"After nourishment, shelter and companionship, stories are the thing we need most in the world.” ― Philip Pullman.
Recently my Ancient Civilizations teacher gave out an extra-credit opportunity in which we would listen to a storytelling microphone night hosted and presented by some students at our school. At the time, I thought that the idea would be great—great for my grades. If extra-credit is being offered, it’s one of those things that needed to be snagged off the bat like a blotchy-faced, sweaty palmed six-year-old. All right, it was just an hour long of listening to stories. It wasn’t that bad.
Boy was I so wrong.
Imagine the scenery that I was placed in before the actual program began. I am inside a theater which seated about 100 people in plastic yellow chairs whose cold bottoms folded up and their legs bolted down the floor, lined up in rows that are reminiscent of a performing arts theater. The lighting in the room was a warm one—not too red or too green, as the gym’s lighting unfortunately was—and a girl seated behind a lady who needed a microphone stand and headphones to assist her listening. She helps the woman as a program of the night kept slipping to the ground. “Butterfingers!” the girl says.
That girl, if you haven’t figured out yet, is me.
Enough with the third person narration. To be back at school at seven o’clock in the evening would be absurd to some people, but I loved this night of it. I loved the feeling of being out of my house past seven and doing things that I usually don’t do. I felt as if a part of a mysterious cult, but a good one, for being out. After seven when I’m outside makes this excited rush go through me, something that I have not felt in a very long time.
The emcee introduces the audience to a local school folk band. As the band places, seven storytellers slide onto the stage and sit down in black chairs located to the right of the band. One thing that I noticed of the storytellers’ faces was that they were frowning. Some frumpy people, I thought.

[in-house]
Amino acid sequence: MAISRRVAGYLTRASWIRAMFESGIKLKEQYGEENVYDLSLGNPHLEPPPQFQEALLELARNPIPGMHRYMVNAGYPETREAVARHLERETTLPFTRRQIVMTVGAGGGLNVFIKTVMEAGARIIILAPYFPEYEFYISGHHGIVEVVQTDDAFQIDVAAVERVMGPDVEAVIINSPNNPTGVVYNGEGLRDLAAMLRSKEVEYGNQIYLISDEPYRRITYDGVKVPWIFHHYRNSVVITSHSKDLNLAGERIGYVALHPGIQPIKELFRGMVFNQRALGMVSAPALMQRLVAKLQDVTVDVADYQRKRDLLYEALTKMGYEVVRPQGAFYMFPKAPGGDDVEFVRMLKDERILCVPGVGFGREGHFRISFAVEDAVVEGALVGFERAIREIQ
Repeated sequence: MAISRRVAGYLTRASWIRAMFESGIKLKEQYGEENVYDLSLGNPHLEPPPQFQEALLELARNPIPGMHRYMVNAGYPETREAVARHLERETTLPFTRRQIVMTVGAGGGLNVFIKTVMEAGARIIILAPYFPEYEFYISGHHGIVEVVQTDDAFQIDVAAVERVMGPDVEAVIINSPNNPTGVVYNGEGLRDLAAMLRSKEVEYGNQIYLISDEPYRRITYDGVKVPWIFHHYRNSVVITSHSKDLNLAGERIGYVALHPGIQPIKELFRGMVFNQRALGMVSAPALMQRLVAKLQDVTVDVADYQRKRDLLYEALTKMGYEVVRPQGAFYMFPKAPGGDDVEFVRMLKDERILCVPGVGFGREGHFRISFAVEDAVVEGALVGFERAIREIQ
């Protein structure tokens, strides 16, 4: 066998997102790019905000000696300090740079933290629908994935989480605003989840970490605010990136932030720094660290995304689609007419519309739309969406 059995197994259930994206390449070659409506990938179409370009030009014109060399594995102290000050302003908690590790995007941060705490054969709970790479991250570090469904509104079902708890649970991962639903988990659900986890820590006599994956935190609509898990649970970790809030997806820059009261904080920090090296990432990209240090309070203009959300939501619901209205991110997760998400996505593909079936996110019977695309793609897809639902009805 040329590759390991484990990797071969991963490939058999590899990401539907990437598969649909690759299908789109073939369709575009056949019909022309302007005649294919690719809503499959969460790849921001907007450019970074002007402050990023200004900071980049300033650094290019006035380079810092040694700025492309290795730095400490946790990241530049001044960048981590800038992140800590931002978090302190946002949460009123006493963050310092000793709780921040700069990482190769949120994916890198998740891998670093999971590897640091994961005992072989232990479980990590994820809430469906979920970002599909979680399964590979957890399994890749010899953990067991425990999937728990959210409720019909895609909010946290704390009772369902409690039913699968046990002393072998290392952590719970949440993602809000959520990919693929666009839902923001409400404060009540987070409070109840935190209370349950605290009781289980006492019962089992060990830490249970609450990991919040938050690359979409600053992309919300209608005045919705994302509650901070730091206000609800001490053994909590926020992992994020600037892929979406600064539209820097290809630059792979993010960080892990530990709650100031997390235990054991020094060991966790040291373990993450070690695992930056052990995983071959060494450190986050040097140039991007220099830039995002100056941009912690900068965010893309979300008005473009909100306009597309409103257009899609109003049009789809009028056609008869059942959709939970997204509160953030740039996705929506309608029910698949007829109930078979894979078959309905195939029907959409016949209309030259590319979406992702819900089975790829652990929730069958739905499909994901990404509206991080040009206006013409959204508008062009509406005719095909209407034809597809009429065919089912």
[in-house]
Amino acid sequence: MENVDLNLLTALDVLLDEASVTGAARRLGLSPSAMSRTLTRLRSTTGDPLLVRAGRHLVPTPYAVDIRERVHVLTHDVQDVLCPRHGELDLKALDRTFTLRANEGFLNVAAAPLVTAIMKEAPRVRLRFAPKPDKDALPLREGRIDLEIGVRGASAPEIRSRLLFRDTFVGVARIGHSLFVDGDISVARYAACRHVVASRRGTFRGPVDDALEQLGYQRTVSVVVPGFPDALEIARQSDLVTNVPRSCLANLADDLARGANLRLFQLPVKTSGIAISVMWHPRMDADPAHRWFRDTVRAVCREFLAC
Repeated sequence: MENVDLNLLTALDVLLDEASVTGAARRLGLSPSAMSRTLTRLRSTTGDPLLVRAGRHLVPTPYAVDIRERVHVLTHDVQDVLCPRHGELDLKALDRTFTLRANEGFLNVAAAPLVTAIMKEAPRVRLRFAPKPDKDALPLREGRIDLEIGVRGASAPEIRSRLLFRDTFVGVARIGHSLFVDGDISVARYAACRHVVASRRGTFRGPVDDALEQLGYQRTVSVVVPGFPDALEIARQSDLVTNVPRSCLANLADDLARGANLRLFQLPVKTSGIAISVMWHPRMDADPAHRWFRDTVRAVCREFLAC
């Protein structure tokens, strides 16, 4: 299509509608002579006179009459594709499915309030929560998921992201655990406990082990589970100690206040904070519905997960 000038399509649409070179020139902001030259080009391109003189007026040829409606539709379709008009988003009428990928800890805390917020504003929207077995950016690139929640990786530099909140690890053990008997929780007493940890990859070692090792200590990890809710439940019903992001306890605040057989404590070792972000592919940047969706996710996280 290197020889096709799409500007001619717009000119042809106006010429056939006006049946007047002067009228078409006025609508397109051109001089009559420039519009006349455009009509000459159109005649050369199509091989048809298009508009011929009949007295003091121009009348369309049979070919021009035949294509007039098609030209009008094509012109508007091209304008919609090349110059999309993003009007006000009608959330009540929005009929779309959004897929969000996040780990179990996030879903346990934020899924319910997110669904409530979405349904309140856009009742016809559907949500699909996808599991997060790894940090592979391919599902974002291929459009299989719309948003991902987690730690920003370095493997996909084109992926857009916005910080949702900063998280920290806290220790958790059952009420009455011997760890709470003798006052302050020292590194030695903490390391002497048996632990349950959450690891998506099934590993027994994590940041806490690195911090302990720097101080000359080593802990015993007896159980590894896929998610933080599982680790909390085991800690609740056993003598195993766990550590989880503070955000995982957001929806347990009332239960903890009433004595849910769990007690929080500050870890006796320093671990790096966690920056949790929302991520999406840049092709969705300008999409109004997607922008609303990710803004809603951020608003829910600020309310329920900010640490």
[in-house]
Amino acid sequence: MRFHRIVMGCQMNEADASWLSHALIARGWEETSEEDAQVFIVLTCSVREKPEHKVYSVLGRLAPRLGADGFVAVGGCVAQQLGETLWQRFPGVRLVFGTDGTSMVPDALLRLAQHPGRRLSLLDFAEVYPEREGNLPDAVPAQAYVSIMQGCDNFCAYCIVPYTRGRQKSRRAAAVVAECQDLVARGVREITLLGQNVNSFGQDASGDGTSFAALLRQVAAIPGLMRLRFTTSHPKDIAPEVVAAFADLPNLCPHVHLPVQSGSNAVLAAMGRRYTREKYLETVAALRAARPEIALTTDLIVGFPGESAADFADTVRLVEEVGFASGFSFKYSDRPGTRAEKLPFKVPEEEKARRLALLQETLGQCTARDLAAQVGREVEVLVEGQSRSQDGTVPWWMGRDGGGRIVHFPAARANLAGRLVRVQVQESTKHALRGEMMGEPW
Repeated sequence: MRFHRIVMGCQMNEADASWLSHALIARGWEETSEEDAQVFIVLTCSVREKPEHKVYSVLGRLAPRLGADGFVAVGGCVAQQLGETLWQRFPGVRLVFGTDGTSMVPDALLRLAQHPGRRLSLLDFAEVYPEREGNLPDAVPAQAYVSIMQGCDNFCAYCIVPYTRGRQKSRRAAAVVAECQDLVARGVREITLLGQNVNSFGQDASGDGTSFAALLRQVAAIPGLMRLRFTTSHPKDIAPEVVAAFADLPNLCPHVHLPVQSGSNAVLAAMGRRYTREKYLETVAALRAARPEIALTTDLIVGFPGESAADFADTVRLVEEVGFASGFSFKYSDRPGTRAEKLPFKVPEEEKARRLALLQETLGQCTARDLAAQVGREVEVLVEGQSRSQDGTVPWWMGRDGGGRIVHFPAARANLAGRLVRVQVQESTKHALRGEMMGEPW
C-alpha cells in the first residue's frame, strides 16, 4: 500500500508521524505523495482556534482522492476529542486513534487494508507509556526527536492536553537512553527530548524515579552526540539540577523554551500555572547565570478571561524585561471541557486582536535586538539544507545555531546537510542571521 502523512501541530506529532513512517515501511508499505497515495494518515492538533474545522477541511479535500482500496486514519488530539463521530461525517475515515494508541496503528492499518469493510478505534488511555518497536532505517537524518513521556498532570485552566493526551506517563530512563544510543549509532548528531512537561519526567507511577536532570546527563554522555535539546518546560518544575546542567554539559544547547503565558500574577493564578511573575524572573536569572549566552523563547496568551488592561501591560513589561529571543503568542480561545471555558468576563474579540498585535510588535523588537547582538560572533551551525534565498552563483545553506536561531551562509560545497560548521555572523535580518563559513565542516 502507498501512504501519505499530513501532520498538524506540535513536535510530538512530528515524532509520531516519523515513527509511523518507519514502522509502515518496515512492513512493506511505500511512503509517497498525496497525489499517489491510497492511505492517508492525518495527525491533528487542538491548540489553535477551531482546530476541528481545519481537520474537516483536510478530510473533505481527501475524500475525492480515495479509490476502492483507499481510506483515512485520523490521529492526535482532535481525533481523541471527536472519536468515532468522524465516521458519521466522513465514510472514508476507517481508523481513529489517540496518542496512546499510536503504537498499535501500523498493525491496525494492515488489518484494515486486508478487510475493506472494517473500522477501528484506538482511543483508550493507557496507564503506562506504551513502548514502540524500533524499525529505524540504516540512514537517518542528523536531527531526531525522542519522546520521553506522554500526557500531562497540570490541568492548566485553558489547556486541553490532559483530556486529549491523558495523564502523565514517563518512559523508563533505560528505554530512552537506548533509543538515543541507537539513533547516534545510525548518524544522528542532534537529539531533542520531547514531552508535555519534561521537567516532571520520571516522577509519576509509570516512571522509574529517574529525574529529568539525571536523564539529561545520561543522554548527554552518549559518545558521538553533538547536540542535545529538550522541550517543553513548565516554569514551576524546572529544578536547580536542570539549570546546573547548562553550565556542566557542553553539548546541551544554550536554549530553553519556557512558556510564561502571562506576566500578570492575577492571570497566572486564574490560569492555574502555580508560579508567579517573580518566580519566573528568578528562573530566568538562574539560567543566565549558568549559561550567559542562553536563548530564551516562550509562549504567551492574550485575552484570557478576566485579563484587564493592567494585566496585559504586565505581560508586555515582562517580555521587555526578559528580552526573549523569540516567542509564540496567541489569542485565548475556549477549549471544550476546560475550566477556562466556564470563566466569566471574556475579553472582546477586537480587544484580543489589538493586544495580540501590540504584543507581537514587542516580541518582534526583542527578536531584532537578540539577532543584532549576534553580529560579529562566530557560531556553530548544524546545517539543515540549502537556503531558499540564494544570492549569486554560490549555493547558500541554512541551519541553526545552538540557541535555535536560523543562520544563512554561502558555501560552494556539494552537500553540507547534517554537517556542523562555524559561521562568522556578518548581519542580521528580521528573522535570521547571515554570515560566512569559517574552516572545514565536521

Then it was time for the stories to be unfolded. The speaking commenced, and I have got to tell you, I was shocked and moved. The stories that were told were evoked with such powerful and raw emotions: sympathy, laughter and sincerity flooded through me. I won’t say what some of the stories are or the summaries of them, but to try to convey to you, readers, the power of storytelling that these guys had at that moment is indescribable. At the end of the program, I applauded and cheered.
Unless you yourself have been to an open mic night of stones before then the feeling would just be hard to relate to, but I will try my best to say what I felt. Going to this event made me realize the power of storytelling vocally. I’m rubbish at speaking stories. Writing my thoughts in words seems to be more fitting. When I speak for people, I think. I cough. I chug my water bottle and sputter. I will continuously do this cycle until people are fed up with me or I somehow miraculously manage to get to the end of the speech.
The story about this video that I took a photo of above is weird.
Eccentric, but so much happened in the video (I won't stay why one of the guys is covering up their eyes). The photo is blurred to try protect their identities.
I was also be able to begin to fully comprehend not just the power of storytelling, but the amazingness of moments, miracles, and really, just life. There were some people who came to the event but didn’t like the stores because they weren’t compelling or weren’t their tastes. Not everyone likes everything, and that’s the way it us. Our lives are all different, but I think that is why the world is beautiful.
I’m going to incorporate math into what I am about say. Just bear with me, I shall attempt to not make your brains hurt. Let’s use an example and start off with you. Then, let me place you in a room of 500 other people. If you talked to every single person, would you have the same lifestyle as they do? Probably not, but there are some similarities that you may share with people, and there are other parts of your own life that you uniquely got to experience. You may have experienced a time when you were scared out of your wits and ran away, but you might have not had your coach’s car pull up in the middle of the workout causing you to run back to school screaming and laughing.” (I unfortunately got to experience this, but it’s seriously hilarious.)
I just talked about experiences that involved interactions with other people! What about experiences with inanimate objects, like a mountain, or a love for a pet? Stories of our lives are just intricate delicate things. That’s why I enjoy blogging so much, why I laugh every time I tell a story that happened last Easter. There is nature, but to narrow things down to some of the simple human experiences can be unforgettable.
So, tell me, what’s your story?